Operationally Conceptualizing Physical Literacy: Results of a Delphi Study

in Journal of Teaching in Physical Education
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Purpose: To operationally conceptualize physical literacy (PL) for application in the United States, using a modified Delphi approach, with PL academics. Methods: A sequential, mixed methods, modified Delphi research design was employed, consisting of three phases: (a) literature analysis, (b) Delphi Survey I (22 participants), and (c) Delphi Survey II (18 participants). Data were analyzed using qualitative coding and descriptive frequency statistics. Results: PL academics’ conceptions of PL suggested a multidimensional, noncontextual, personal, holistic learning process. Qualitative analysis generated two themes: (a) “PL is” and (b) “PL is not.” Quantitative results aligned with the qualitative findings. PL concepts that achieved unanimous agreement were (a) application of knowledge to physical activity (PA), (b) value of PA, (c) autonomous participation in PA, (d) enjoyment of PA, and (e) ability to participate in PA independently. Discussion/Conclusion: PL was operationalized as an autonomous application of movement, constructed by the individual’s conception of movement and response to adversity.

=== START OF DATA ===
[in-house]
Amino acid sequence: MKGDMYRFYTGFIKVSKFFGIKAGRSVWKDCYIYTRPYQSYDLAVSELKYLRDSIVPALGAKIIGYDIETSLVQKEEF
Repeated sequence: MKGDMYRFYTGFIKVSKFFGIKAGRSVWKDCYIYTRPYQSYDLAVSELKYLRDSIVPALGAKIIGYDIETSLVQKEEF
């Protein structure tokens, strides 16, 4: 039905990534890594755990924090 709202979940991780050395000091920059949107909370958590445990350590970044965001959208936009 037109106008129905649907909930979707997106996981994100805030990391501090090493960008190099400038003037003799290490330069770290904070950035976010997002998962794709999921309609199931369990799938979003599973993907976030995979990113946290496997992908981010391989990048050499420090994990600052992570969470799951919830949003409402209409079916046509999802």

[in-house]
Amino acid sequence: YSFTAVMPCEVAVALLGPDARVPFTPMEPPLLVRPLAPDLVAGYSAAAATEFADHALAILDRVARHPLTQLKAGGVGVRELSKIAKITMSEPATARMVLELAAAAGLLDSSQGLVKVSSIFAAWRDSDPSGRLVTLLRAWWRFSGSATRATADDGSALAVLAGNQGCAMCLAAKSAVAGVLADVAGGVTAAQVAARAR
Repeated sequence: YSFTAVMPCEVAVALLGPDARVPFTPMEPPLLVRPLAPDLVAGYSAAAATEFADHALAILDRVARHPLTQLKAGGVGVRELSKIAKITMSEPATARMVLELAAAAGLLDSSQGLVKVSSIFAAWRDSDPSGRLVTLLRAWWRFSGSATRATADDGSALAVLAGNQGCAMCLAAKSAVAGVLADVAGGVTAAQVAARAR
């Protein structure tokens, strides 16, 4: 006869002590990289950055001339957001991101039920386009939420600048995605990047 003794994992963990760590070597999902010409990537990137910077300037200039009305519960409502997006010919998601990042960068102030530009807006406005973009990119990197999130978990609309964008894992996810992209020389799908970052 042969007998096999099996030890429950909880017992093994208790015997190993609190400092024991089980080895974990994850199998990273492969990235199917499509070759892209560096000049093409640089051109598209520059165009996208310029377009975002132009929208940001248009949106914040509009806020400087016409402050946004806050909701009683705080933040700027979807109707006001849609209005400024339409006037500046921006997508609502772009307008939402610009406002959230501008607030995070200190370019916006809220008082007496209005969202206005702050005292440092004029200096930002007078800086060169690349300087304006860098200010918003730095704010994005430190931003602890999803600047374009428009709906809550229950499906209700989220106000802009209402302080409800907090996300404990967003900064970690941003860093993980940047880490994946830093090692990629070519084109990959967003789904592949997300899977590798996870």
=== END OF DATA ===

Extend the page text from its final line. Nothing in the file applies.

Shortt and Brian are with the Department of Physical Education, University of South Carolina, Columbia, SC. Webster is with the College of Education, University of South Carolina, Columbia, SC. Keegan is with the Faculty of Health, University of Canberra Research Institute for Sport and Exercise (UCRISE), Canberra, Australia. Egan is with the Department of Movement Sciences, University of Idaho, Moscow, ID.

Shortt (cshortt@email.sc.edu) is corresponding author.
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